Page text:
Senate passes bill to make former internment camp national historic site
The Senate on Monday passed a bill to make a former Japanese American internment camp in Colorado a national historic site.
The bill would establish the Amache National Historic Site, a former Japanese American incarceration facility located outside Granada, in southeast Colorado, as part of the national park system. The legislation last year passed the House and was shepherded by Colorado Reps. Joe Neguse (D) and Ken Buck (R).
Colorado Sens. Michael Bennet (D) and John Hickenlooper (D) celebrated the bill’s passage of the Senate.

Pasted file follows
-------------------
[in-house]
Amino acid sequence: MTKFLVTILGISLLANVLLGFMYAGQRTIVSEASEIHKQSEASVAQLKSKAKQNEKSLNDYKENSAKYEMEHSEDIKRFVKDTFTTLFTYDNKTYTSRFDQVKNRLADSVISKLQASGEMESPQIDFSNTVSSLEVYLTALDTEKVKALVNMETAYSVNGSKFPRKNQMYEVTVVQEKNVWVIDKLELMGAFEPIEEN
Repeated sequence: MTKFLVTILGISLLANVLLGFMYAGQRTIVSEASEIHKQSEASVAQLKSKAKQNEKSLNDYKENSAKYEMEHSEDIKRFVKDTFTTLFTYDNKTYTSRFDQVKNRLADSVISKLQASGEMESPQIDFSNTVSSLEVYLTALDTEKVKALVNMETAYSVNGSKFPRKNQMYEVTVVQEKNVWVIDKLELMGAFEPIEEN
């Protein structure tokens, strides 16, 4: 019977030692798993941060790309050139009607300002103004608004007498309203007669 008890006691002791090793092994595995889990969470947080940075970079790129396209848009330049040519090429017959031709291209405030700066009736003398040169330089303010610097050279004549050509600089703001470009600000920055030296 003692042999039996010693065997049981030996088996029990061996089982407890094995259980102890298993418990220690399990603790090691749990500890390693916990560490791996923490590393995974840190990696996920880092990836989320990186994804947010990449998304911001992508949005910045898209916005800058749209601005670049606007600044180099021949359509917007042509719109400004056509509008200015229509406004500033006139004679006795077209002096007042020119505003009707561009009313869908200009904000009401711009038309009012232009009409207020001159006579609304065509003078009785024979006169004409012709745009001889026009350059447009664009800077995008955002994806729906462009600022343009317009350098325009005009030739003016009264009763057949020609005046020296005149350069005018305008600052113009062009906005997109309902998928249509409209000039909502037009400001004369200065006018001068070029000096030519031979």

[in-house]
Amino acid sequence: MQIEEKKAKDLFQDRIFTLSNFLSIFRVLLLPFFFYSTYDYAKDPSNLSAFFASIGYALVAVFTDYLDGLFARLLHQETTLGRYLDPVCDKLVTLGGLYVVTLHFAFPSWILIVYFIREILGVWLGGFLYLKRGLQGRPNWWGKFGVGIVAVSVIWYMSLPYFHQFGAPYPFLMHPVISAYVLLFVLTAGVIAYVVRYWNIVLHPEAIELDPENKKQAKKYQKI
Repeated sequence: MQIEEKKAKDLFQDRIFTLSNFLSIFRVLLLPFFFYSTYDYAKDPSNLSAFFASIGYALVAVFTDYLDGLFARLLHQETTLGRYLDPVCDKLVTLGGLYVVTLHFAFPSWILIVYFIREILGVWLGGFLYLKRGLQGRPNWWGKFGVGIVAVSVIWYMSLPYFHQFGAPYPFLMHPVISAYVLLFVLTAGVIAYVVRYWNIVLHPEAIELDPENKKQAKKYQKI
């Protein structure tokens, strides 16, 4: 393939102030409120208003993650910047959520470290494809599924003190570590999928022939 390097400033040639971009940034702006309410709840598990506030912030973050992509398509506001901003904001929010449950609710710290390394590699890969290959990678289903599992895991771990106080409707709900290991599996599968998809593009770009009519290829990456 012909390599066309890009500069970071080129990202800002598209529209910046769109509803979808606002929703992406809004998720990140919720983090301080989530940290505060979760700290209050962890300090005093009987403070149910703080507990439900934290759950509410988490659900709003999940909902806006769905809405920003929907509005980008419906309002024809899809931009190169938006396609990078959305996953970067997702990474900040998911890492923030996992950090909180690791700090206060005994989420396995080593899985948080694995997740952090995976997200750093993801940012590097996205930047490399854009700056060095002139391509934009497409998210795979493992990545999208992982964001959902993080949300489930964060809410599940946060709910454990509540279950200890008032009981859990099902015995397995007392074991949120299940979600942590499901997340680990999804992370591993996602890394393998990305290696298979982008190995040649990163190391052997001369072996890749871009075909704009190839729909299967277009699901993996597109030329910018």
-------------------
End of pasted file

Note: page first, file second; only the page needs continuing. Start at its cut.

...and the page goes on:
“The incarceration of Japanese Americans during World War II at sites like Amache is a shameful part of our country’s history. Our bill will preserve Amache’s story to ensure future generations can learn from this dark chapter in our history,” Bennet said.
Camp Amache was one of several Japanese American incarceration facilities across the country during World War II.
The bill’s passage comes just before the 80th anniversary of the executive order that led to the forced internment of 120,000 Japanese Americans on Feb. 19, 1942.
“The Amache site as a National Park unit highlights the injustices of the internment of Japanese Americans, one of our nation’s darkest chapters,” Colorado Gov. Jared Polis (D) said in a statement. “Colorado is home to world-class national parks and adding the Amache site honors those values and our history.”
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